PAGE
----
Days before the fifth anniversary of the Fukushima nuclear disaster, a Japanese court ruled Wednesday for the shutdown of two Kansai Electric nuclear reactors in the country, in a win for the residents who had sought the court intervention alleging lack of safety measures.
The Otsu District Court in Shiga Prefecture's capital city Wednesday landed a blow to Japanese Prime Minister Shinzo Abe's bid to restart the nuclear reactors. Abe wanted to restart the reactors to bridge the energy lacuna resulting from the shutdown of multiple nuclear reactors due to safety concerns post-Fukushima. The prime minister has been attempting to move past the use of fossil fuels, the use of which increased post-2011.
The order by the district court has directed the closure of Kansai Electric's No. 3 and No. 4 reactors at its Takahama nuclear plant. The reactors were restarted after being upgraded to comply with the stringent safety norms after the 2011 tsunami led to a meltdown at the Fukushima Daiichi nuclear reactor, the aftermath of which is still being experienced.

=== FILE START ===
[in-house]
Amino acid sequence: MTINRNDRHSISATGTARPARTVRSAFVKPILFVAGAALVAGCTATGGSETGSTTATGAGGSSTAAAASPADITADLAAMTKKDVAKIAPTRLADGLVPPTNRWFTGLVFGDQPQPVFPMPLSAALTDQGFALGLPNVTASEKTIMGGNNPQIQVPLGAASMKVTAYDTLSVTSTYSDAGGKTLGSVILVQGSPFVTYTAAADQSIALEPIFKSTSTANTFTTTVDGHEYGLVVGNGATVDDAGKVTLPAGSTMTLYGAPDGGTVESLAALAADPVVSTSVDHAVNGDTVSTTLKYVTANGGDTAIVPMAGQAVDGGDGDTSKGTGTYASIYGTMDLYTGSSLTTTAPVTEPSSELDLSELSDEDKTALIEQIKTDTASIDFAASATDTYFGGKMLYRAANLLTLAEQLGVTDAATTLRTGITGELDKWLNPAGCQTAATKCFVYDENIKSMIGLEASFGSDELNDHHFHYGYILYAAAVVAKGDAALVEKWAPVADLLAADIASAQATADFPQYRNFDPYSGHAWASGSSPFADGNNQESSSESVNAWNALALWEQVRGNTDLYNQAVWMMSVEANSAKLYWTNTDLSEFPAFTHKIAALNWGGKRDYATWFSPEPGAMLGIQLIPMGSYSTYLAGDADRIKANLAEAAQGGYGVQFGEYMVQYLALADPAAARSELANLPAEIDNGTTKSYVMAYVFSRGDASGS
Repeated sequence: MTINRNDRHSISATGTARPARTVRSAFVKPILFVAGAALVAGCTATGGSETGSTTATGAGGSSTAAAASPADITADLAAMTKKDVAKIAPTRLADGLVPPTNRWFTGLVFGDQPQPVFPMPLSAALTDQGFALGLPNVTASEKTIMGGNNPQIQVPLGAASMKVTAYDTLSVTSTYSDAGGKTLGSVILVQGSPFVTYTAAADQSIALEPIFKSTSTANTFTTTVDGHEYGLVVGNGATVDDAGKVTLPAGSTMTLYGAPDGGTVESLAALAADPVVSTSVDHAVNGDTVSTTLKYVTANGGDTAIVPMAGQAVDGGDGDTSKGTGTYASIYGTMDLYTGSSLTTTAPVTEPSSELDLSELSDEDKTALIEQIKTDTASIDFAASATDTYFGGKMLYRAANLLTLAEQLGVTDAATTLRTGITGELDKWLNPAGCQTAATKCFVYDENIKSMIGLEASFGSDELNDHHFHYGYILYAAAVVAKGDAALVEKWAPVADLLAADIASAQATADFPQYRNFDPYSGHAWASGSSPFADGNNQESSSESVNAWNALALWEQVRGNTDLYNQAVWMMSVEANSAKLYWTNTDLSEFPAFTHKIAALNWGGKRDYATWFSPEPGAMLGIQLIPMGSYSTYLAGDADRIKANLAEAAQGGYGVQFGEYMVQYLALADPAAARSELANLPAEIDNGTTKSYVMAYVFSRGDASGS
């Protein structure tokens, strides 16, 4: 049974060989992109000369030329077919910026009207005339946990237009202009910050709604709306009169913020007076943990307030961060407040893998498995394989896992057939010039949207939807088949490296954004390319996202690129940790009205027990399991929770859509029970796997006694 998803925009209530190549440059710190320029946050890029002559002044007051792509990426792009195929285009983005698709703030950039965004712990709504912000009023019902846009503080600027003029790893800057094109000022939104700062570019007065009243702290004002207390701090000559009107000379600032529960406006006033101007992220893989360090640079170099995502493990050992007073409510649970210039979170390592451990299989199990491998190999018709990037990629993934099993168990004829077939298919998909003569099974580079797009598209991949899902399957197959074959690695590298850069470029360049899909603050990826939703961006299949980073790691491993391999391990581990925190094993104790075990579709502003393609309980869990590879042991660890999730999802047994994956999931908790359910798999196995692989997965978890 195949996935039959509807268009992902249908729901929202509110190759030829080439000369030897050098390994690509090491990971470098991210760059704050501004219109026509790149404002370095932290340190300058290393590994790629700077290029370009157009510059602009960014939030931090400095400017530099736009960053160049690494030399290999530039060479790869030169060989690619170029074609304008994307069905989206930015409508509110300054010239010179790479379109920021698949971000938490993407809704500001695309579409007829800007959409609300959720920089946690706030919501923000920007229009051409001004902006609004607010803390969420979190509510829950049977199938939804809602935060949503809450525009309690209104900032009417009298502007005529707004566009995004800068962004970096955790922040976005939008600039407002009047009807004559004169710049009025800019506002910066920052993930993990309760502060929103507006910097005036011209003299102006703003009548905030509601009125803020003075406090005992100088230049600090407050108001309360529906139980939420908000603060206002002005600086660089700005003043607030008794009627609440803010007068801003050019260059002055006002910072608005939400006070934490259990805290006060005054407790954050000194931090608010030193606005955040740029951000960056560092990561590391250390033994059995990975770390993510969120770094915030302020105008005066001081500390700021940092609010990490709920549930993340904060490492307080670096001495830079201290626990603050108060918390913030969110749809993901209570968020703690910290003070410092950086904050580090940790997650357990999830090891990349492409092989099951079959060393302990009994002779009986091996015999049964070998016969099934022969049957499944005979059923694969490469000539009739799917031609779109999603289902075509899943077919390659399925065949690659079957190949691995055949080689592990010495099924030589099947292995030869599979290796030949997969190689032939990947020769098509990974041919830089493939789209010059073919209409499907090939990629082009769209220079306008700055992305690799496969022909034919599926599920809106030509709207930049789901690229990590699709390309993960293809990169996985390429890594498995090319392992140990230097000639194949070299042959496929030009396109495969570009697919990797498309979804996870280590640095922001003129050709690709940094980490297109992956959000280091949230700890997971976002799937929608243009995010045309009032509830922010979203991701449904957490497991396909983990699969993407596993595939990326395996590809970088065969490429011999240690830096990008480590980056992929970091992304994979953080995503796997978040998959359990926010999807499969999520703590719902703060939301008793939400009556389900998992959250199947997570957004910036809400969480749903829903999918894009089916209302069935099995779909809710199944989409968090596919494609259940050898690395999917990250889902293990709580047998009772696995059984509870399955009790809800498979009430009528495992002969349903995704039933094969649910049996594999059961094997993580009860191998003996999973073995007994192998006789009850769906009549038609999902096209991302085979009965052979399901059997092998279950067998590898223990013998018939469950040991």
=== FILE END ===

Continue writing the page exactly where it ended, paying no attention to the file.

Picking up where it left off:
Reactor no. 4 was taken offline last month due to a technical glitch, while reactor no. 3 is operational, Agence France Presse reported.
"This court order is not something the company can accept," AFP quoted Kansai Electronic as saying in a statement. The company also said while it would shutdown the reactors, it would appeal the "regrettable" ruling.
With the Kansai Electronic nuclear reactors shutting down, only two others, belonging to Kyushu Electric Power in Kagoshima Prefecture, will remain operational in Japan.
Even though Abe pushes for nuclear energy for Japan, being the prime minister of the only country to be attacked by nuclear weapons, he has publicly condemned the nuclear arms race, reports Bloomberg.
Last year, during an event on the anniversary of the nuclear attack on Hiroshama, Abe had reportedly urged for a world free of nuclear weapons.
On Feb. 29, 2016, three former executives of Tokyo Electric Power Company Inc (TEPCO) were charged for criminal negligence in the Fukushima nuclear disaster case. However, the company seeks to restart two of its nuclear reactors amid the ongoing investigation.